by Dustin Johnson
If I were to make a list of underutilized crops in American agriculture, buckwheat would be near the top. Buckwheat is a short-season broadleaf grain crop that is very easy to grow and can thrive in hot and dry conditions. As a cover crop, it is renowned for its ability to mineralize phosphorus from the soil as well as provide late-season pollinator habitat.
Buckwheat as a Nurse Crop
I planted buckwheat for a third use this summer – as a nurse crop for clover seeded after an organic winter wheat crop.
After harvesting wheat and straw in July, I left the ground fallow and controlled weeds with light tillage. I waited to plant my cover crop until daily 90 degree temperatures and drought finally eased on September 3rd.
The Final Mix
- 10 lbs Buckwheat – nurse crop/cover crop
- 10 lbs Cossaque black oats – nurse crop/cover crop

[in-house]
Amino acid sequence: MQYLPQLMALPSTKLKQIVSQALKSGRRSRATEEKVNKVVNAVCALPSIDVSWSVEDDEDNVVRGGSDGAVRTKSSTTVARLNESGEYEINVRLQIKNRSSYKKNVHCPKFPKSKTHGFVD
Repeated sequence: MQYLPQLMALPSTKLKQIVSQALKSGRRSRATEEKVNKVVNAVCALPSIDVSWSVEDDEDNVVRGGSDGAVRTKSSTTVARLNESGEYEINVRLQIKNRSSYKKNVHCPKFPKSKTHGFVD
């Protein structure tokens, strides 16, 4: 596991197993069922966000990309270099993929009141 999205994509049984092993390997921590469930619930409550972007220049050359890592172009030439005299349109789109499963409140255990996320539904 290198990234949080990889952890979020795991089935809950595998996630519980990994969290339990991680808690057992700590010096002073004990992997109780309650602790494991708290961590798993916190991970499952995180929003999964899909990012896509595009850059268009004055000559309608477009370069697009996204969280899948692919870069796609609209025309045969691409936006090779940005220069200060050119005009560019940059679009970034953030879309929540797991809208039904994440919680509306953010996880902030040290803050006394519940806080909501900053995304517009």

- 2 lbs Fixation balansa clover – N fixation
- 4 lbs Villana hairy vetch – N fixation
- 4 lbs AU Robin crimson clover – N fixation
- 2 lbs Peredovik sunflower – diversity
The buckwheat really impressed me as a nurse crop. It was the first seed to germinate and very quickly provided a moderate canopy over the entire field. Three weeks after planting it looked like an entire field of buckwheat!
This shading suppressed grass weeds like foxtail, but still provided enough light to let the clovers establish. Without the shading effect of buckwheat, the clover could not have competed with grass weeds that are better adapted to late summer growth.
In early October the buckwheat set seed and completed its lifecycle. The leaves have dried up and a freeze will soon stop any lingering growth.
The baton was passed from the buckwheat to the clover, which was by then poised to take full advantage of the late-season sun. Buckwheat proved to be an outstanding nurse crop for summer planted clover.
The only areas of the field where foxtail gained the upper hand were areas that did not grow a good stand of buckwheat. This was mostly in combine tracks and under the straw windrows. See the picture below.
The final stand of balansa clover, hairy vetch, and crimson clover is very important on this field. It will be the primary source of nitrogen for next year’s crop of organic corn. I will provide an update on this field and expand on the role of each legume in this mix when growth resumes in the spring.